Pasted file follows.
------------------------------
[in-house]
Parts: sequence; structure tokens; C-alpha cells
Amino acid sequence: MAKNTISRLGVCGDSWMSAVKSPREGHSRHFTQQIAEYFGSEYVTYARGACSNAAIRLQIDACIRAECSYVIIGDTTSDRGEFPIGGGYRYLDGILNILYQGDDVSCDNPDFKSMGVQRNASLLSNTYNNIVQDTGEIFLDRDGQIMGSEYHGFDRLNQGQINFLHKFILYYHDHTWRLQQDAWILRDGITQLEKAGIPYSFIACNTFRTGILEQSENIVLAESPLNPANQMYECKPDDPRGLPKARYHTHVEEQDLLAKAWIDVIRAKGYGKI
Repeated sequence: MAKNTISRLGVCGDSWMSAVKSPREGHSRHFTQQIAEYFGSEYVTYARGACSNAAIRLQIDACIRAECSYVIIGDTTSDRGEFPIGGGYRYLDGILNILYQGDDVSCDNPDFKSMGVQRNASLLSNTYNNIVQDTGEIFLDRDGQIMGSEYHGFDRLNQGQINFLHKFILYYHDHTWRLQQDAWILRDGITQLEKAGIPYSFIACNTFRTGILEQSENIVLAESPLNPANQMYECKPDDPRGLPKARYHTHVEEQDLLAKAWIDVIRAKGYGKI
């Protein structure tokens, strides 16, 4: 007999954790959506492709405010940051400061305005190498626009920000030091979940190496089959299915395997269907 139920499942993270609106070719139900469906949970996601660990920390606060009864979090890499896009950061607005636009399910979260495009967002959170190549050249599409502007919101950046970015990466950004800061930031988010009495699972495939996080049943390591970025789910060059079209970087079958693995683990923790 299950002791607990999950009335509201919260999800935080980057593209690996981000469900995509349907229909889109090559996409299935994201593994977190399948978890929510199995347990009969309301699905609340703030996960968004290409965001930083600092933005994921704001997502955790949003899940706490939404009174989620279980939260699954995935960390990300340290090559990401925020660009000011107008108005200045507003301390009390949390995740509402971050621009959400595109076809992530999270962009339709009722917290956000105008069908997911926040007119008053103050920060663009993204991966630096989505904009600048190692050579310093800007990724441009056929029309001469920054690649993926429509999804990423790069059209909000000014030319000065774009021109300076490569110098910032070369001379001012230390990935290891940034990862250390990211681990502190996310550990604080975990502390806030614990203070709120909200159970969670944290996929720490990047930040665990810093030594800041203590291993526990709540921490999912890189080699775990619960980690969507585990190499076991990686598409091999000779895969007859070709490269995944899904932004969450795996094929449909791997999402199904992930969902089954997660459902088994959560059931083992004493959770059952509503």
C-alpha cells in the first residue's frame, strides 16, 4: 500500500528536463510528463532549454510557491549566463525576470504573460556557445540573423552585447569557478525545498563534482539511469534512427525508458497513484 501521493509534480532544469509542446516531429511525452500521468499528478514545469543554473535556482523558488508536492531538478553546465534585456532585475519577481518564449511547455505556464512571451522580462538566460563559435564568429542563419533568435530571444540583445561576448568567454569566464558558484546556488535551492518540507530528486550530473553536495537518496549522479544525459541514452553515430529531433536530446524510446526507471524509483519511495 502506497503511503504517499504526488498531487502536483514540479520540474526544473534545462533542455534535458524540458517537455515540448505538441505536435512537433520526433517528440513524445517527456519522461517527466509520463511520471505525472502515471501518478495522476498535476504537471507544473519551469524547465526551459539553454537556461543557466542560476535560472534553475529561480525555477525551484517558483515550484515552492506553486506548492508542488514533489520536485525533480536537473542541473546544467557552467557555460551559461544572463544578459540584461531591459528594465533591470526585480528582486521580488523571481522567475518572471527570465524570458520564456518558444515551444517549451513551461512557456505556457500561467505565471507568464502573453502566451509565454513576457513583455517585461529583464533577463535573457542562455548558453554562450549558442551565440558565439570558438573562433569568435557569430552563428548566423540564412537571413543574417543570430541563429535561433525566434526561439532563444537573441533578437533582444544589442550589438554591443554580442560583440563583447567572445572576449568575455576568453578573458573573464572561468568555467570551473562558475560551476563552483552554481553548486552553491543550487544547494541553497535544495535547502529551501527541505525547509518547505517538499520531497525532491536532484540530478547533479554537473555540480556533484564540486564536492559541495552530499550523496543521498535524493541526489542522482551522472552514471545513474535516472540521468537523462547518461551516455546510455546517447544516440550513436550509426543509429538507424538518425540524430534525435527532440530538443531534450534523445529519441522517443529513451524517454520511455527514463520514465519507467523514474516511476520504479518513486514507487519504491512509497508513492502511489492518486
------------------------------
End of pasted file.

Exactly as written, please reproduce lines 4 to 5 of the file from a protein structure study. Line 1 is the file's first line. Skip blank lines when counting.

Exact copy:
Repeated sequence: MAKNTISRLGVCGDSWMSAVKSPREGHSRHFTQQIAEYFGSEYVTYARGACSNAAIRLQIDACIRAECSYVIIGDTTSDRGEFPIGGGYRYLDGILNILYQGDDVSCDNPDFKSMGVQRNASLLSNTYNNIVQDTGEIFLDRDGQIMGSEYHGFDRLNQGQINFLHKFILYYHDHTWRLQQDAWILRDGITQLEKAGIPYSFIACNTFRTGILEQSENIVLAESPLNPANQMYECKPDDPRGLPKARYHTHVEEQDLLAKAWIDVIRAKGYGKI
């Protein structure tokens, strides 16, 4: 007999954790959506492709405010940051400061305005190498626009920000030091979940190496089959299915395997269907 139920499942993270609106070719139900469906949970996601660990920390606060009864979090890499896009950061607005636009399910979260495009967002959170190549050249599409502007919101950046970015990466950004800061930031988010009495699972495939996080049943390591970025789910060059079209970087079958693995683990923790 299950002791607990999950009335509201919260999800935080980057593209690996981000469900995509349907229909889109090559996409299935994201593994977190399948978890929510199995347990009969309301699905609340703030996960968004290409965001930083600092933005994921704001997502955790949003899940706490939404009174989620279980939260699954995935960390990300340290090559990401925020660009000011107008108005200045507003301390009390949390995740509402971050621009959400595109076809992530999270962009339709009722917290956000105008069908997911926040007119008053103050920060663009993204991966630096989505904009600048190692050579310093800007990724441009056929029309001469920054690649993926429509999804990423790069059209909000000014030319000065774009021109300076490569110098910032070369001379001012230390990935290891940034990862250390990211681990502190996310550990604080975990502390806030614990203070709120909200159970969670944290996929720490990047930040665990810093030594800041203590291993526990709540921490999912890189080699775990619960980690969507585990190499076991990686598409091999000779895969007859070709490269995944899904932004969450795996094929449909791997999402199904992930969902089954997660459902088994959560059931083992004493959770059952509503």